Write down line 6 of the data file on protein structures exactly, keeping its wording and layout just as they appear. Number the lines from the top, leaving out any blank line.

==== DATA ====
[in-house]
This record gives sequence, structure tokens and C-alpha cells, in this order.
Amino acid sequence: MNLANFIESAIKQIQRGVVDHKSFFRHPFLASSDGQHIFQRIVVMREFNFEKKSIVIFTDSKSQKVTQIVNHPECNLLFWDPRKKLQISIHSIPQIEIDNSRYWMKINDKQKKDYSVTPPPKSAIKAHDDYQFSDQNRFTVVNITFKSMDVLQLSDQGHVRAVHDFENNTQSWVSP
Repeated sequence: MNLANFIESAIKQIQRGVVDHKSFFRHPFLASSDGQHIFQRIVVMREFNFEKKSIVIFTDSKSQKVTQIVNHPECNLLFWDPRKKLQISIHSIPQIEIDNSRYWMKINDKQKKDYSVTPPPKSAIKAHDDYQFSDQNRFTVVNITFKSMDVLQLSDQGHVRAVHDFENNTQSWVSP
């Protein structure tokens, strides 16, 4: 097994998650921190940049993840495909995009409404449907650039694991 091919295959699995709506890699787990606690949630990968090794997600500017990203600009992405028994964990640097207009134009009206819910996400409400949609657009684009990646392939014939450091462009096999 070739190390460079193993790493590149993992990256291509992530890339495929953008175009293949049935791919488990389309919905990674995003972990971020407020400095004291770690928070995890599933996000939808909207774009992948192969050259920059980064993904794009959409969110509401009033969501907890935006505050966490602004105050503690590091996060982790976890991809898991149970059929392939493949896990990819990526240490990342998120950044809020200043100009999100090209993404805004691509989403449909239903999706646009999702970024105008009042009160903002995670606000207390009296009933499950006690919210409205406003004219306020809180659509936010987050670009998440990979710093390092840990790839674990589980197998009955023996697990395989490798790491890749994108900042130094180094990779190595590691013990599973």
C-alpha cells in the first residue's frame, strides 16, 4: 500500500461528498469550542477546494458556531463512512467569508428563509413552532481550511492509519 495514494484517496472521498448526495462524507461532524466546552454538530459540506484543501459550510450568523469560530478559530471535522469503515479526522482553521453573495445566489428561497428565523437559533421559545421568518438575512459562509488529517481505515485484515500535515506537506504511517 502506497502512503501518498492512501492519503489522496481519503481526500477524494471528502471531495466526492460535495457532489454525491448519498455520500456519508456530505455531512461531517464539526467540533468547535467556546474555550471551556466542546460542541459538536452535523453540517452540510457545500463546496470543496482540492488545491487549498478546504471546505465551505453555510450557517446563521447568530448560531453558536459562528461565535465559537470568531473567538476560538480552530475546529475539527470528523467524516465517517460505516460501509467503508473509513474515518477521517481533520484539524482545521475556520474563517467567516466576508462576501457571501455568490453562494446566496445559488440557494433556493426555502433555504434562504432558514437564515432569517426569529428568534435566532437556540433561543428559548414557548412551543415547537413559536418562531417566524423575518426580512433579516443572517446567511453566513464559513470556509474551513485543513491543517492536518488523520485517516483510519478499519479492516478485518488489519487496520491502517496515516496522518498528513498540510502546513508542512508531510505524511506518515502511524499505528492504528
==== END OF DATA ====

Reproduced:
C-alpha cells in the first residue's frame, strides 16, 4: 500500500461528498469550542477546494458556531463512512467569508428563509413552532481550511492509519 495514494484517496472521498448526495462524507461532524466546552454538530459540506484543501459550510450568523469560530478559530471535522469503515479526522482553521453573495445566489428561497428565523437559533421559545421568518438575512459562509488529517481505515485484515500535515506537506504511517 502506497502512503501518498492512501492519503489522496481519503481526500477524494471528502471531495466526492460535495457532489454525491448519498455520500456519508456530505455531512461531517464539526467540533468547535467556546474555550471551556466542546460542541459538536452535523453540517452540510457545500463546496470543496482540492488545491487549498478546504471546505465551505453555510450557517446563521447568530448560531453558536459562528461565535465559537470568531473567538476560538480552530475546529475539527470528523467524516465517517460505516460501509467503508473509513474515518477521517481533520484539524482545521475556520474563517467567516466576508462576501457571501455568490453562494446566496445559488440557494433556493426555502433555504434562504432558514437564515432569517426569529428568534435566532437556540433561543428559548414557548412551543415547537413559536418562531417566524423575518426580512433579516443572517446567511453566513464559513470556509474551513485543513491543517492536518488523520485517516483510519478499519479492516478485518488489519487496520491502517496515516496522518498528513498540510502546513508542512508531510505524511506518515502511524499505528492504528